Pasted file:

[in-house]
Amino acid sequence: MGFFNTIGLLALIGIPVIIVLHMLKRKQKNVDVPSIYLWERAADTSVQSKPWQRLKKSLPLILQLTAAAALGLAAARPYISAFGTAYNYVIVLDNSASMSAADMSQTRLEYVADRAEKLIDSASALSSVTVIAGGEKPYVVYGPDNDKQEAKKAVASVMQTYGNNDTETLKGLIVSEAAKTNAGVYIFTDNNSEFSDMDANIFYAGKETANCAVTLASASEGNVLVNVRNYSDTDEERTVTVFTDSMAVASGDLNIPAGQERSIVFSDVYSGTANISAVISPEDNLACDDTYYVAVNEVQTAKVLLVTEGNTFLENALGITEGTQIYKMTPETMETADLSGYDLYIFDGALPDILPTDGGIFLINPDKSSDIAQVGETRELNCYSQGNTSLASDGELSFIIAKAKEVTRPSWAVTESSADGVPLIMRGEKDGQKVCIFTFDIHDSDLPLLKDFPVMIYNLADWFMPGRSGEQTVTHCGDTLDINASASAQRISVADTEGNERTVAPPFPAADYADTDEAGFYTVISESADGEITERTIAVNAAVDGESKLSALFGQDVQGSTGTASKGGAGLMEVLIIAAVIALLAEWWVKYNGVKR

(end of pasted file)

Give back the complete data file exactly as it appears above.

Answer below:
[in-house]
Amino acid sequence: MGFFNTIGLLALIGIPVIIVLHMLKRKQKNVDVPSIYLWERAADTSVQSKPWQRLKKSLPLILQLTAAAALGLAAARPYISAFGTAYNYVIVLDNSASMSAADMSQTRLEYVADRAEKLIDSASALSSVTVIAGGEKPYVVYGPDNDKQEAKKAVASVMQTYGNNDTETLKGLIVSEAAKTNAGVYIFTDNNSEFSDMDANIFYAGKETANCAVTLASASEGNVLVNVRNYSDTDEERTVTVFTDSMAVASGDLNIPAGQERSIVFSDVYSGTANISAVISPEDNLACDDTYYVAVNEVQTAKVLLVTEGNTFLENALGITEGTQIYKMTPETMETADLSGYDLYIFDGALPDILPTDGGIFLINPDKSSDIAQVGETRELNCYSQGNTSLASDGELSFIIAKAKEVTRPSWAVTESSADGVPLIMRGEKDGQKVCIFTFDIHDSDLPLLKDFPVMIYNLADWFMPGRSGEQTVTHCGDTLDINASASAQRISVADTEGNERTVAPPFPAADYADTDEAGFYTVISESADGEITERTIAVNAAVDGESKLSALFGQDVQGSTGTASKGGAGLMEVLIIAAVIALLAEWWVKYNGVKR